Powell uses the “R-word”

Markets looking for direction after Powell testimony

Federal Reserve Chairman Jerome Powell’s semi-annual testimony on Capitol Hill was the centre of attention overnight. Mr Powell finally dispensed with soft landings, describing them as challenging, and instead said that a recession is “certainly a possibility.” That should have been enough to spark a somewhat counterintuitive risk sentiment rally as Fed hiking expectations were dialled back, but instead, we got a mixed response as Mr Powell asserted, quite forcefully, that soaring inflation had to be brought back to earth.

That left markets in somewhat of a no man’s land. US equities were clearly dying for any excuse to hit the buy button, such is their genetically pre-programmed disposition. But while Mr Powell was talking recession possibilities and being “nimble” from FOMC meeting to FOMC meeting, the reality that a recession probably isn’t great for stocks tempered animal spirits. US yields flopped overnight on the recession words, notably at the long end, which is a bit of a concern, given the market’s infatuation with inverse yield curves. The fall in yields was enough to stop the rot in equities, leaving them roughly unchanged, but the US dollar fell slightly versus the euro and yen.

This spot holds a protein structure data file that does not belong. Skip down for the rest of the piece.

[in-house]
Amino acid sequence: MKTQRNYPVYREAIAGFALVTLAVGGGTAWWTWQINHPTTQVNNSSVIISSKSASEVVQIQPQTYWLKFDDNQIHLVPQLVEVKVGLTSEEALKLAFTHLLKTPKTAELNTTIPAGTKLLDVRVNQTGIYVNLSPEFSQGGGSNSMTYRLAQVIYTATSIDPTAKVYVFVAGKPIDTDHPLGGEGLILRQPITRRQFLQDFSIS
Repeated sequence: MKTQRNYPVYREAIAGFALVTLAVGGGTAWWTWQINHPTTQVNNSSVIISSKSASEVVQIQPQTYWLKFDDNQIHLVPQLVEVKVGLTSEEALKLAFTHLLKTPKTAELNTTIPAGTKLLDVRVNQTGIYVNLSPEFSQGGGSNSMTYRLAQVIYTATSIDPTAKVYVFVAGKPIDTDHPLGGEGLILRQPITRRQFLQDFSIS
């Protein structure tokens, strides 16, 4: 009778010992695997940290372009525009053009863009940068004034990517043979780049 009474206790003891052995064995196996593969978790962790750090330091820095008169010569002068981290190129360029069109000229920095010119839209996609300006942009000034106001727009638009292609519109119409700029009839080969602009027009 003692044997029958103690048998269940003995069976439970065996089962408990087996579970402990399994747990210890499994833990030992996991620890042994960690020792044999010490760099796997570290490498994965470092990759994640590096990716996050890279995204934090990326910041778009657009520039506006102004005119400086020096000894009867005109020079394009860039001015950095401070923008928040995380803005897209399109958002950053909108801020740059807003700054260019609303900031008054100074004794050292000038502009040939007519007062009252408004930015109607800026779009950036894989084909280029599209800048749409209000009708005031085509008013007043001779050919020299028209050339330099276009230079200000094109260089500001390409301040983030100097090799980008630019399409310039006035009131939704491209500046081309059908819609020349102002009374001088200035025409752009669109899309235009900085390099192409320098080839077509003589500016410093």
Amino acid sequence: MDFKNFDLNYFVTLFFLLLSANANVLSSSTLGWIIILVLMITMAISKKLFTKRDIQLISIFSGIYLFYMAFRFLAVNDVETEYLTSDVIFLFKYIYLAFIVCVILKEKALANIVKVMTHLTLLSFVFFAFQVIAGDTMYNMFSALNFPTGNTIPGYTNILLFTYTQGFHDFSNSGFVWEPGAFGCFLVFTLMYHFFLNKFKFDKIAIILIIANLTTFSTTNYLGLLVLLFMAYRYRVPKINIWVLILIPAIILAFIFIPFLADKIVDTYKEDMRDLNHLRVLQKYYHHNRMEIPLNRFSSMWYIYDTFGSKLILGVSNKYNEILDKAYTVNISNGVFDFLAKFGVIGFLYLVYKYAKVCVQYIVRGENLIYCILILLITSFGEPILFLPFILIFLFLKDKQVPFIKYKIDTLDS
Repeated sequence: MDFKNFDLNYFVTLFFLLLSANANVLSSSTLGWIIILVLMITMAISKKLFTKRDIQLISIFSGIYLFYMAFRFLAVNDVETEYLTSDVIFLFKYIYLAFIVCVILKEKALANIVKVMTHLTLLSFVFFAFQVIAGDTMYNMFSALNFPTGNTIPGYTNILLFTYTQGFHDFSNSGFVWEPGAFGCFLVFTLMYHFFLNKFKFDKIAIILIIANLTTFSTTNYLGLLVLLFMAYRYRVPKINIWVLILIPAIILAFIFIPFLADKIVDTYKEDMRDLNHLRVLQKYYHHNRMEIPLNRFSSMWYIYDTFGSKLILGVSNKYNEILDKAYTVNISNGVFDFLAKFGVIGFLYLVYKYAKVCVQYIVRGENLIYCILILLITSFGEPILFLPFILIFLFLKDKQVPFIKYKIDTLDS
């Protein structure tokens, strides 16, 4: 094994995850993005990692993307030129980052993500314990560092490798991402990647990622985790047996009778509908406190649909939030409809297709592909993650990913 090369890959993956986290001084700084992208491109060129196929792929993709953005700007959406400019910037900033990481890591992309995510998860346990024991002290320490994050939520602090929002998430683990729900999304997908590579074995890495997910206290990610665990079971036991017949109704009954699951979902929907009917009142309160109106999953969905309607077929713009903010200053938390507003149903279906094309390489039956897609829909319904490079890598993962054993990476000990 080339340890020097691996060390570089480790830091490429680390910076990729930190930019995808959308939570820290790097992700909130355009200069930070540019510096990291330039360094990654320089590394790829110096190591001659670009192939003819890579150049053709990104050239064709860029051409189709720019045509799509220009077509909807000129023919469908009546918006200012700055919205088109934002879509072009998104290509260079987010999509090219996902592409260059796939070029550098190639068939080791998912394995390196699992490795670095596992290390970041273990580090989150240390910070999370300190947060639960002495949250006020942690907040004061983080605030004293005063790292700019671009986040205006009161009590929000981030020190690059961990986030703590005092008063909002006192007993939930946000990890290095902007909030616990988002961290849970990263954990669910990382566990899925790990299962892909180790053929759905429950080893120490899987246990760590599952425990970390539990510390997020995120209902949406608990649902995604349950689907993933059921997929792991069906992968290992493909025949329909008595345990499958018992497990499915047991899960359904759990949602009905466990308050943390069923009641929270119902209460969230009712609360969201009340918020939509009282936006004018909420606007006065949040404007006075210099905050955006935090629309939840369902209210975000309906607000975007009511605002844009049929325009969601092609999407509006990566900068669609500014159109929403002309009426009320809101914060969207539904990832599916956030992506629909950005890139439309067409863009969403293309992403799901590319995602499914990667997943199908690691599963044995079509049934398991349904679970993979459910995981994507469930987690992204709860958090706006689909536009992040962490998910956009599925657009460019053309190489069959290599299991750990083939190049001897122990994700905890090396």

The Bank of Japan would have been breathing a sigh of relief as lower US yields took USD/JPY back below 136.00, but in the Asian EM space, regional currencies generally weakened. Notably the Korean won, with a high beta to the health of the US economy, had a tough day at the office. Notably, the Australian and New Zealand dollar, both global sentiment indicators like the won, both finished the day lower as well.

Gold, of course, did nothing, while in the crypto space, bitcoin had another almost unchanged day, hovering once again, just above USD 20,000.00. Depending on your point of view, bitcoin is tracing out a major bottom in prices before the new dawn, or it is consolidating a dead cat bounce before heading lower. To help readers understand my point of view, here is a story from Thailand overnight. https://www.nationthailand.com/in-focus/40016806 Basically a chap in Bangkok robbed a gold store to cover his crypto losses. I’m humming “Ironic” by Alanis Morissette.

We have another day of Powell testimony on the Hill this evening, so stand by for more intraday choppiness and analysis paralysis of his every word. In Asia, we have a busy day ahead. South Korean PPI YoY for May held steady at 9.70%, although the MoM number fell to 0.50%. Australian Manufacturing and Services Flash PMIs for June were steady at 55.8 and 52.6 respectively. Japan Jibun Bank June Flash Manufacturing PMI edged lower to 52.7, but the Services PMI rose from 52.6 to 54.2, quite the surprise. I am putting that down to a gradual reopening of borders and government stimulus.